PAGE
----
Thursday, April 17, 2008

The Most Unwanted Music

I remember these paintings from the Dia center by Russian artists Vitaly Komar and Alex Melamid. Here is a short description for how they came across this idea
Upon emigrating to the United States in 1978, they searched for an American secular religion on par with Marxism, and found it in the psuedo-science of public opinion polling.
They are manifestations of the "Best" and "Worst" paintings as chosen by the public using a general survey. Yes that is George Washington. They show that if we get everything we want, or nothing we want, the end product is equally unsatisfying. What we really want to see is not some list of things together, but something that makes us feel something and want to talk to other people about it. Which of course does make this  a good piece of art, once you know why it was made.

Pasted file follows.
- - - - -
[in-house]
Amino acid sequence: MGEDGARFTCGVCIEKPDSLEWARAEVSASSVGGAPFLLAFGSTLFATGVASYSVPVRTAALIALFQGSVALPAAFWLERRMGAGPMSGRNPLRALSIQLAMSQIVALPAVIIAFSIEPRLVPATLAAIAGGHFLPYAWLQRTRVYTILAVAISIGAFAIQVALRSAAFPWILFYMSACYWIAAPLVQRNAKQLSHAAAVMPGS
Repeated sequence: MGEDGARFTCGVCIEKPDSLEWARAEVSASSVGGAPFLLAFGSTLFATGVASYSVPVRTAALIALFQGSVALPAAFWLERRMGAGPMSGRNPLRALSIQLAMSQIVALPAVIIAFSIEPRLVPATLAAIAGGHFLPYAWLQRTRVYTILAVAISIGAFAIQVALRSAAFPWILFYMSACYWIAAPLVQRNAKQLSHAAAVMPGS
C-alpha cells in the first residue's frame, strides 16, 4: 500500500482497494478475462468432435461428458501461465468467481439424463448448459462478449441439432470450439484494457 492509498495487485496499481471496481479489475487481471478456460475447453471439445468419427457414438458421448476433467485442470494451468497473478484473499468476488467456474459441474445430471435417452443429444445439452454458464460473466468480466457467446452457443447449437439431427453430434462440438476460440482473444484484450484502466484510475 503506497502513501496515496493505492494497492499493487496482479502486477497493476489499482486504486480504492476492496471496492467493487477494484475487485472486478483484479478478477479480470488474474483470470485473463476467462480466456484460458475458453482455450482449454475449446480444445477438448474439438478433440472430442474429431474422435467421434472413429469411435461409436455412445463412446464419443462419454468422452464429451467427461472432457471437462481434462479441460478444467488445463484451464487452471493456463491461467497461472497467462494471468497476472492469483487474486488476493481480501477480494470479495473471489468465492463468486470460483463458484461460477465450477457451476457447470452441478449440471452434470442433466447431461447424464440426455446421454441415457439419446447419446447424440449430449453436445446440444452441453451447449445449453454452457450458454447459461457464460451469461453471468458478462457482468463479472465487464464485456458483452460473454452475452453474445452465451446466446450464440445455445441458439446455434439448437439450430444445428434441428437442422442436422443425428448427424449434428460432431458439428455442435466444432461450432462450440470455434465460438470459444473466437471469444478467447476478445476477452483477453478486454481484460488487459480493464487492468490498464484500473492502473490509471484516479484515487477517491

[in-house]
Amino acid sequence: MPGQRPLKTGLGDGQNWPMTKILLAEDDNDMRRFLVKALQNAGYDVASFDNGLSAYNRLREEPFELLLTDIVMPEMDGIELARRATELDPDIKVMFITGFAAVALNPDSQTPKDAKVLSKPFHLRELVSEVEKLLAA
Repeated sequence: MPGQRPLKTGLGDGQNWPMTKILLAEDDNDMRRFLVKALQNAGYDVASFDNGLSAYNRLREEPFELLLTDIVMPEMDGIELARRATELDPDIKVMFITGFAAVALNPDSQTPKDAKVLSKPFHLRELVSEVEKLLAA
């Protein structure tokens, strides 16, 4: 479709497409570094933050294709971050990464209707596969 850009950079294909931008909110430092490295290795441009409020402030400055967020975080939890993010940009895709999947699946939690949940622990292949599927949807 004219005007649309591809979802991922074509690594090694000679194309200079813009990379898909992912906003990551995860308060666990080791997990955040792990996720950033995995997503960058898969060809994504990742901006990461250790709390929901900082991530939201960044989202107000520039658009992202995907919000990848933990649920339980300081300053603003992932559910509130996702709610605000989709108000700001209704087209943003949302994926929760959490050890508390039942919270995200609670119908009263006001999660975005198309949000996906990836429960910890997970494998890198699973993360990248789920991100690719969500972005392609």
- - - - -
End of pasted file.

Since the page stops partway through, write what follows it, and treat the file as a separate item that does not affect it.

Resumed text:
So when I heard of of these songs they made in 1997, I had to hear it. "The Most Wanted Song," (unavoidably and uncontrollably "liked" by 72 ± 12% of listeners) and the "The Most Unwanted Song" (Fewer than 200 individuals of the world's total population will enjoy this ). Of course after listening, I love the most Unwanted song (it is on right now) and I hated the most wanted song. I had to turn it off. Interesting that this is the opposite reaction that the paintings invoke. The popular one is interesting, and the unpopular one is flat. Where in music, the popular one is flat and the unpopular one is dynamic, and hilarious. 

Here is an article describing their work more. They come out of a post-soviet ironic movement that uses tools of mass popular appeal - and somehow making them wrong.

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